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Monday, April 18, 2011

Media-Whore D'Oeuvres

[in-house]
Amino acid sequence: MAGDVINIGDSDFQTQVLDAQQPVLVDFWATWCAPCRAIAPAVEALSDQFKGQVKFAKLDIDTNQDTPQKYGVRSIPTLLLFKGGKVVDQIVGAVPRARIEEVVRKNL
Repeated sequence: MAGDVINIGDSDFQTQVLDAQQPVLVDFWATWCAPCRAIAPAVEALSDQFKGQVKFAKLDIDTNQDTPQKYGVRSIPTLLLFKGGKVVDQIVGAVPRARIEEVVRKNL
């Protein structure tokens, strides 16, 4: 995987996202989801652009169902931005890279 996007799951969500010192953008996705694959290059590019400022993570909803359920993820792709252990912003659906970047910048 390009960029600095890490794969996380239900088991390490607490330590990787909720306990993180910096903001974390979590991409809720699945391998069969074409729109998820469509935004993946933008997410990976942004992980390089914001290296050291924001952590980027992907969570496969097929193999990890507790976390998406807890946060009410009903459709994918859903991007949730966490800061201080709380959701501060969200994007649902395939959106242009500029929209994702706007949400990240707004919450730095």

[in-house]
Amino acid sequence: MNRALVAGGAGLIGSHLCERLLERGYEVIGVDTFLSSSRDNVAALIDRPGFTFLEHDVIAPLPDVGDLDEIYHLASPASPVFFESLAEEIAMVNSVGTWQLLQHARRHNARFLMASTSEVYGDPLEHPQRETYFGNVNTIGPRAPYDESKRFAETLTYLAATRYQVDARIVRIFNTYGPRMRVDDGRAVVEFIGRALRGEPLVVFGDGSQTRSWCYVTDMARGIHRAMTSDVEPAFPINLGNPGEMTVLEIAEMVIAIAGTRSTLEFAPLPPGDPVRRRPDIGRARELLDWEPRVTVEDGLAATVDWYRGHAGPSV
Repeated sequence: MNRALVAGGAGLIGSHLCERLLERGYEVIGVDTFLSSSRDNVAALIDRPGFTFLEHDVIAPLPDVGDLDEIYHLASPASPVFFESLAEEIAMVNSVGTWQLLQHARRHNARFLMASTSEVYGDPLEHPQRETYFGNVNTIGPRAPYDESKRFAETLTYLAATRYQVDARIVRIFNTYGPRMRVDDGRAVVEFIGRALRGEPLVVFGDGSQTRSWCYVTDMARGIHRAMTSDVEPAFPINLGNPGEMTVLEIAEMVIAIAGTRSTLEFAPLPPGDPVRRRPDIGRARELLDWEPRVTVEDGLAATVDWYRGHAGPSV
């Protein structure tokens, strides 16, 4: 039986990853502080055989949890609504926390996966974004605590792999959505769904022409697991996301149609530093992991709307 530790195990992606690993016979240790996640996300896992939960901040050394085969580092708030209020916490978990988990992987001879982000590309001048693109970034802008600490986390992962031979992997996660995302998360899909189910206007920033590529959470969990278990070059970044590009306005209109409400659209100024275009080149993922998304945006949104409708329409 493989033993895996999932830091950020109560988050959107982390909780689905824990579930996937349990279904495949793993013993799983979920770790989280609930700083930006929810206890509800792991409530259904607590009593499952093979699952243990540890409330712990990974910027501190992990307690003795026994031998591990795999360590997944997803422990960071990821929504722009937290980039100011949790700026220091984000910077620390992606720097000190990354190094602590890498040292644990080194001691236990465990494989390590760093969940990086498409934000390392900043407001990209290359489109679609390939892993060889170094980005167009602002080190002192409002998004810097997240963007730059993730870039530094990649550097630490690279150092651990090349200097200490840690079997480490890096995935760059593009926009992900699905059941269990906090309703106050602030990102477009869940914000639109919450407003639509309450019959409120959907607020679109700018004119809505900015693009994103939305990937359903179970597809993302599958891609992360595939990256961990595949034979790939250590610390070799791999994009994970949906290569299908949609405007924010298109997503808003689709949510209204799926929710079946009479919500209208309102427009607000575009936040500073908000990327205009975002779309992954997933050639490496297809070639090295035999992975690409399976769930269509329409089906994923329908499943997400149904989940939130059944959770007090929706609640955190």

"Here's what America's worst enemies like Iran and North Korea are spouting on the international circuit about Libya: If the vaunted and mighty NATO and the U.S. can't humble that weirdo Col. Gaddafi and his pint-size army, 'what do we have to worry about?' To be sure, NATO and the U.S. haven't hit Gaddafi with all they have for fear of killing civilians. But they have hit him hard and on the open desert—presumably ideal terrain to show off the West's devastating air power, as opposed to the muck-like guerrilla war in Afghanistan. And while the West's enemies know well NATO's self-imposed restrictions on air attacks, they assume that NATO and the U.S. would put such limitations on themselves no matter where they fought. Thus, to Tehran and Pyongyang, the lesson of Libya is that the West can't do decisive harm to them. NATO leaders are well aware that their credibility and power are on the line. That's what drove President Barack Obama, British Prime Minister David Cameron, and French President Nicolas Sarkozy on Thursday to say: '[S]o long as Gaddafi is in power, NATO must maintain its operations so that civilians remain protected and the pressure on the regime builds.' In other words, they still intend to get rid of the Q-ball. Yet, they also recognize that their hands are tied by the U.N. mandate, which in their own words is 'to protect civilians… not to remove Gaddafi by force' Western leaders fully appreciate the box they're in, and often ask their staffs to examine if and how they can do more to incite rebellion in Gaddafi's ranks. Have no doubt, however, that though NATO's use of force is limited, it is significant and sustained." (Les Gelb)